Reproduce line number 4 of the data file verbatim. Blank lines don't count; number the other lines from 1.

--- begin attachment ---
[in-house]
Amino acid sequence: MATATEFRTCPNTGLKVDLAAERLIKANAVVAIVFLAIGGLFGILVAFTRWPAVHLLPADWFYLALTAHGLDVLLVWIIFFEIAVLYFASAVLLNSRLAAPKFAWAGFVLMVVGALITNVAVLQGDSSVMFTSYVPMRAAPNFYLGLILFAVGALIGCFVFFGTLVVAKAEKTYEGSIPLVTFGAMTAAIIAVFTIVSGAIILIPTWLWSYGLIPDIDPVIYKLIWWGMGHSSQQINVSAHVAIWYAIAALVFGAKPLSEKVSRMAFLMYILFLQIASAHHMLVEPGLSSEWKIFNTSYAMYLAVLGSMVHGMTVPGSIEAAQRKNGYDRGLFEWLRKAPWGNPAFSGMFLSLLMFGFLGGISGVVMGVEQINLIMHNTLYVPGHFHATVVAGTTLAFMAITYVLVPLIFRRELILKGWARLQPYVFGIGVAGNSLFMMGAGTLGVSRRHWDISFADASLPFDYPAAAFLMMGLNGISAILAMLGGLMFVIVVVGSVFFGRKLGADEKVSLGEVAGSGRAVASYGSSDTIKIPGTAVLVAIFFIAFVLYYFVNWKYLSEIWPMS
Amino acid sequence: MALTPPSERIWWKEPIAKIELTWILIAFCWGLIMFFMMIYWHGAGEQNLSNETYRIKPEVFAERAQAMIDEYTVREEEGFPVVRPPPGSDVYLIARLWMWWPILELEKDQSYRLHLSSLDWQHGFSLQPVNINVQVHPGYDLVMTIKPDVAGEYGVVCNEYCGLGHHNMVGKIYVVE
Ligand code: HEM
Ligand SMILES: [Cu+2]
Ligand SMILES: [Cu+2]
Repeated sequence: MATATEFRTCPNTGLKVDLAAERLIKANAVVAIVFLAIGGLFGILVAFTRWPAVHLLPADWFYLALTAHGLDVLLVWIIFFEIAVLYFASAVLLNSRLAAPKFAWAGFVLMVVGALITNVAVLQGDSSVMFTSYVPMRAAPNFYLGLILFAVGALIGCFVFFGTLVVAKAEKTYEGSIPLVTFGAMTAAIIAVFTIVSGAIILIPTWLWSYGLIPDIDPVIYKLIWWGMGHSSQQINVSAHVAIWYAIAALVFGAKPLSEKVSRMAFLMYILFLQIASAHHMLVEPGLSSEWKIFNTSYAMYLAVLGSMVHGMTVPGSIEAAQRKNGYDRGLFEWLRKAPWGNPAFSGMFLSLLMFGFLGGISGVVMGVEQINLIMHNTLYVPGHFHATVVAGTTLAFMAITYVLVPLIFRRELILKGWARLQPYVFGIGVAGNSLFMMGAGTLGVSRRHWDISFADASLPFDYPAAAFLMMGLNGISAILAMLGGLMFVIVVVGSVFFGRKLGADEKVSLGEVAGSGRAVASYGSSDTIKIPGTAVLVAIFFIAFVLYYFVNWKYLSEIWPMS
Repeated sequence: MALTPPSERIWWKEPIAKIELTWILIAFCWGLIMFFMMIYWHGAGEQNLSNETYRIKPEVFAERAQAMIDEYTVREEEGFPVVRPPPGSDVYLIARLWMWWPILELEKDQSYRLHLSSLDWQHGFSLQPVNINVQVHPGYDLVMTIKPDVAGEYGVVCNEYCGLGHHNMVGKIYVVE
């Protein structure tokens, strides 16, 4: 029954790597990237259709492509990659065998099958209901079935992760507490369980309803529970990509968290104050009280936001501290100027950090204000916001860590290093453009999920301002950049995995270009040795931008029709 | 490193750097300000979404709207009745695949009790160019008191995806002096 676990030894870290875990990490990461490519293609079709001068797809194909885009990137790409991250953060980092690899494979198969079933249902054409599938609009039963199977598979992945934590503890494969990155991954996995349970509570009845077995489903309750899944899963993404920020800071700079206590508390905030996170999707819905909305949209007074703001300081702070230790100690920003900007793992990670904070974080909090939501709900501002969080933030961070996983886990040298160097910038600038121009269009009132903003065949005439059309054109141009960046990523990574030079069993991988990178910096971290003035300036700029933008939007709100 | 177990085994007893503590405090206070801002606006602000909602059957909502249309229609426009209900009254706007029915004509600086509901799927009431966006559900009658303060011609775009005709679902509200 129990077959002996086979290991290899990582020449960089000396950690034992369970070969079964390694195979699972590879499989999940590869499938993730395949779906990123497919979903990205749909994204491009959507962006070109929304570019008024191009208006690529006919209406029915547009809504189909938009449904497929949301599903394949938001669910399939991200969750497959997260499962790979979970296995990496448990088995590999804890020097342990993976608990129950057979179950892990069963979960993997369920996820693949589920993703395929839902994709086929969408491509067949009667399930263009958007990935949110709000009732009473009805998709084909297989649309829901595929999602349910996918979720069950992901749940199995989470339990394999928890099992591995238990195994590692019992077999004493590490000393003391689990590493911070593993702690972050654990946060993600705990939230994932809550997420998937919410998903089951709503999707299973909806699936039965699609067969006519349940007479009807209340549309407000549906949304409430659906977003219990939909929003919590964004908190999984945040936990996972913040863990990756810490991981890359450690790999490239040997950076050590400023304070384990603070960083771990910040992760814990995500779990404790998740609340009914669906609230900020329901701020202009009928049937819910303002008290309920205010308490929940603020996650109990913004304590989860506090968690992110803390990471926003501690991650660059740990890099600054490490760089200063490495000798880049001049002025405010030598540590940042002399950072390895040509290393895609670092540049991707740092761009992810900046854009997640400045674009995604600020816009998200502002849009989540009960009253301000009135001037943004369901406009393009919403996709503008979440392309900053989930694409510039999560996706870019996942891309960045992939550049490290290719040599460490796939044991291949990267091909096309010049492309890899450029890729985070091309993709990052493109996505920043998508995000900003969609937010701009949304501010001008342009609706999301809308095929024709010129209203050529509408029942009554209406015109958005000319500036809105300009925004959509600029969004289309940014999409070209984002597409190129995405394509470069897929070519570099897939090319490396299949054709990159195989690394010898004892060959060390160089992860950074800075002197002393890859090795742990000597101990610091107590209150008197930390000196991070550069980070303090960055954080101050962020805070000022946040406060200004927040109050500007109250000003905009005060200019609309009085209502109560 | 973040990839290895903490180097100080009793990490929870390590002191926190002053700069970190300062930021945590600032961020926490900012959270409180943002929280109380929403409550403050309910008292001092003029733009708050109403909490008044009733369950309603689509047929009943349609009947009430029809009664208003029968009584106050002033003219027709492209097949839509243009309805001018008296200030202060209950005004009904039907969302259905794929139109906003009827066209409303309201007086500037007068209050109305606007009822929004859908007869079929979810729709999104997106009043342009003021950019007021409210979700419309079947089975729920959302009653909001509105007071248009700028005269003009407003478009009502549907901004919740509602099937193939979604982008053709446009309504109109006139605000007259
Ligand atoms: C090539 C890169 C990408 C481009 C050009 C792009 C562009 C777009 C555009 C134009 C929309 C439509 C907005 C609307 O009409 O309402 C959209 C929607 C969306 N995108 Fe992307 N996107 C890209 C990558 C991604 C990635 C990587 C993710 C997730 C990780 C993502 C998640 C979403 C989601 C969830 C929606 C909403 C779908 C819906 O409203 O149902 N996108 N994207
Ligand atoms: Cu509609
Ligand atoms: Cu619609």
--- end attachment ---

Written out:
Ligand code: HEM